The Network panel gives us a view into the resources that are requested and downloaded over the network in real-time. Viewing network traffic isn’t the most glamorous activity – especially if you’re new to web development. However, performance becomes an important issue, as your site’s traffic increases. Identifying and fixing requests that take a long time to complete is an important step in optimizing a site.
An HTTP proxy, such as Charles Proxy, can give you a decent amount of information regarding your website’s network. That being said, the Network panel offers a surprising amount of detailed information; considering how it’s only a few clicks away, it’s certainly an excellent candidate for debugging network issues. The following is a screenshot of the Network panel when loading the Linkedin mobile site on a fresh page load:
This button opens the Network panel. Be sure to open the tab before loading a page so that it captures the network requests (e.g. open a new browser tab, open up developer tools, open up the network tab and then finally load the URL to monitor)
This row contains one resource with interesting information that I cover in the following points. The first column is the name and path of the resource. The resource name will show on the first line while the path to the resource shows on the second.
The HTTP method used for the request.
The HTTP status code returned by the server. 200 is a common response for a successful response; although anything within the range of 200-299 is considered OK. Notice how one of the above requests is in red. This is related to the HTTP response code, a 401 Unauthorized response, because I’m not logged in to the LinkedIn mobile site.
The content-type of a request. For example, in an HTTP POST (using the metrics resource as an example), the content-type in the request and response headers is: application/json; whereas, the main HTML page’s response headers contain a content-type of text/html. A small note on the application cache: when serving a manifest file, be sure to serve it with a content type of text/cache-manifest. When debugging, the “Type” column in the Network panel is the place to ensure it’s being served correctly!
The initiator is an interesting column; it allows us to see why a resource is downloaded. For example, you may see the __utm.gif file often in your debugging sessions; it is used by Google Analytics. The initiator shows as ga.js:52, a value in file_name:line_number format. With this column, you can discover why, when, and how resources are downloaded. If Parser is shown for the initiator, chances are good that the browser initiated the request upon seeing something like a <link /> or <script /> element in the document.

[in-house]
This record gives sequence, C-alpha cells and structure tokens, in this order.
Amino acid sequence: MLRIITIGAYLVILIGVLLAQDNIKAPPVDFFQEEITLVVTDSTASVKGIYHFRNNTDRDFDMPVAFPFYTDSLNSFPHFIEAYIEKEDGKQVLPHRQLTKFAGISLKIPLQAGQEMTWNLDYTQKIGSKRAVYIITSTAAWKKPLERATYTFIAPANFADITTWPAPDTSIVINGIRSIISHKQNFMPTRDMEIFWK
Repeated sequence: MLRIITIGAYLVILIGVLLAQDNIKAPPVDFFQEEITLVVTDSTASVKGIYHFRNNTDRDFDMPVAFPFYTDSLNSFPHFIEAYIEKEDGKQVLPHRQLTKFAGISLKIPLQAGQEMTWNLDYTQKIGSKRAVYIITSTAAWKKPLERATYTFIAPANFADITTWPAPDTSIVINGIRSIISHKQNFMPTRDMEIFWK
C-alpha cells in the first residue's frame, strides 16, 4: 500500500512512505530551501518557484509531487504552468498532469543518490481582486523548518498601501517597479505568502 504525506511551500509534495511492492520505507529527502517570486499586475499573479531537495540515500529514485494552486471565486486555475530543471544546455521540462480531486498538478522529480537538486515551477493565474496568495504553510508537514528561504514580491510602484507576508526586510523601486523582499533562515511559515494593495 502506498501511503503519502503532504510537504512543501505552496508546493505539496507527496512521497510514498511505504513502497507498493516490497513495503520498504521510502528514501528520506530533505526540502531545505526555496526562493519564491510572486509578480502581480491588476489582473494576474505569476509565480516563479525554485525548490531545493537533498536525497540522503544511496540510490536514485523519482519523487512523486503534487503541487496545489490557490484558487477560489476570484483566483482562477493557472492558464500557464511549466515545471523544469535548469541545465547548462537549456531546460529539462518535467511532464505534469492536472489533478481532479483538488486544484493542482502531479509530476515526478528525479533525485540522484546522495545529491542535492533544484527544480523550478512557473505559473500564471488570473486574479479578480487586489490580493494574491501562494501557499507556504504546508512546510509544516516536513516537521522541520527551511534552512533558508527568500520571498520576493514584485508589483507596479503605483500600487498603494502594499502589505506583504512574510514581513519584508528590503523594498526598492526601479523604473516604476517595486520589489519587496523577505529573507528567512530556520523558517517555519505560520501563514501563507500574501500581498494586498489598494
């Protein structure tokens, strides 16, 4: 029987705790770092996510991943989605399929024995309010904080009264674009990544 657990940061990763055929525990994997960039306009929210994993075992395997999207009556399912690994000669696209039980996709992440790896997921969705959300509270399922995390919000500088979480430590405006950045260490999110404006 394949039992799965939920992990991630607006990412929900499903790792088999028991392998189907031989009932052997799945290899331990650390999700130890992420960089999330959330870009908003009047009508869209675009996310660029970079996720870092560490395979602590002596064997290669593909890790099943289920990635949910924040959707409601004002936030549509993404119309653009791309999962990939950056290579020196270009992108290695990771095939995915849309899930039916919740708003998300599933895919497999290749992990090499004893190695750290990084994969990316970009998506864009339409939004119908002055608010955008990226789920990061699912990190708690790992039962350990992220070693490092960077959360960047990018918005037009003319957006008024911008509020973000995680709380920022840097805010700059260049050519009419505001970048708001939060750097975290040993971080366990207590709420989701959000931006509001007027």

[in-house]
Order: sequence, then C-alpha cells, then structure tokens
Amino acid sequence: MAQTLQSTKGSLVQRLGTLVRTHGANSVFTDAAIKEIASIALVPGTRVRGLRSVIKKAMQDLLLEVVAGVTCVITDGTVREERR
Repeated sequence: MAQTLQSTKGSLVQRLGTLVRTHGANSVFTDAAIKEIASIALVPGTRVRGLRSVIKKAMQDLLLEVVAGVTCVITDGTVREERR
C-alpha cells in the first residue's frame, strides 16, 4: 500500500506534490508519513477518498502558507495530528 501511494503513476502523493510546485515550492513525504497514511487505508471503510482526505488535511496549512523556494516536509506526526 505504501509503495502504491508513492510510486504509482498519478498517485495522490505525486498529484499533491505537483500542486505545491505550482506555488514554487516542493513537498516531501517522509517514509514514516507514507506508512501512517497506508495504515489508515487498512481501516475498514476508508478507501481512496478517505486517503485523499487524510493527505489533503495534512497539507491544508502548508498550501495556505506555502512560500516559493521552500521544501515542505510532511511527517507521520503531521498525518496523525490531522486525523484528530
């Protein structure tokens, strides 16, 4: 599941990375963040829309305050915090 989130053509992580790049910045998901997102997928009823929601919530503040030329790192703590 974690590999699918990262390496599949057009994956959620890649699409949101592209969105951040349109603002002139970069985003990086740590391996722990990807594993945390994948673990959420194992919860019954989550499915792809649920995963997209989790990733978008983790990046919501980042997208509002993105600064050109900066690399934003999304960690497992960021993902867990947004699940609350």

Timing contains information on how long a request actually took to download.
This displays the size of the resource, an invaluable piece of information. When building a site, be sure to regularly “sort by size” in the Network panel and ensure that your resource sizes are correct. It is sometimes considered a good practice to base 64 encode images and embed them in CSS files. This can reduce the number of HTTP requests, but it also increases your CSS file’s size. Large resources should be delayed as much as possible to provide a snappy experience for the user.
This displays the amount of time it took to retrieve the resource. Resources served from a different domain may take longer to download than other resources served from another origin.
The Load event which fires when the DOM is ready and resources have finished loading.
Timeline view of network requests. You can hover over them for more information.
Total size transferred, number of requests, and time taken.
Icons to interact with the Network panel, such as clearing the panel of all requests and changing icon size.
Useful network requests filters, e.g. you can control + click XHR and Images to only show network requests for an image resource or a request made with an XHR object.
Headings for the network requests; you can click a heading to sort the requests by the data in the column.
It is necessary for web developers to understand and know how to use browser developer tools, and in this tutorial, I will introduce you to the Chrome Developer Tools. You’ll learn some of the basics, starting with marking up and styling a web page.
Browser development tools allow you to drill down into a web page and inspect just about everything in the page. For example you can:
view an element’s corresponding HTML code (for example a header of some sort)
get an overview of the CSS used in a page and how CSS applies to an element
modify CSS in real time and visually see your changes in the browser
view the HTTP requests made by the browser
identify performance bottlenecks and retrieve a variety of performance metrics
poke around with offline resources to find out what data the page in question is storing locally
Before taking a look at the contents of the Elements panel, let’s take some time to understand the little controls near the top and bottom. Please refer to the numbered list below the following image that explains the different UI elements in the tool window.
Close Developer Tools.
Buttons to select different tool panels (Elements is currently selected).
A custom tool installed by a third-party extention (PageSpeed).
Change the layout of the developer tools.
Show the console (will be covered in a different tutorial).
Select an element in the tool by clicking on it in the page.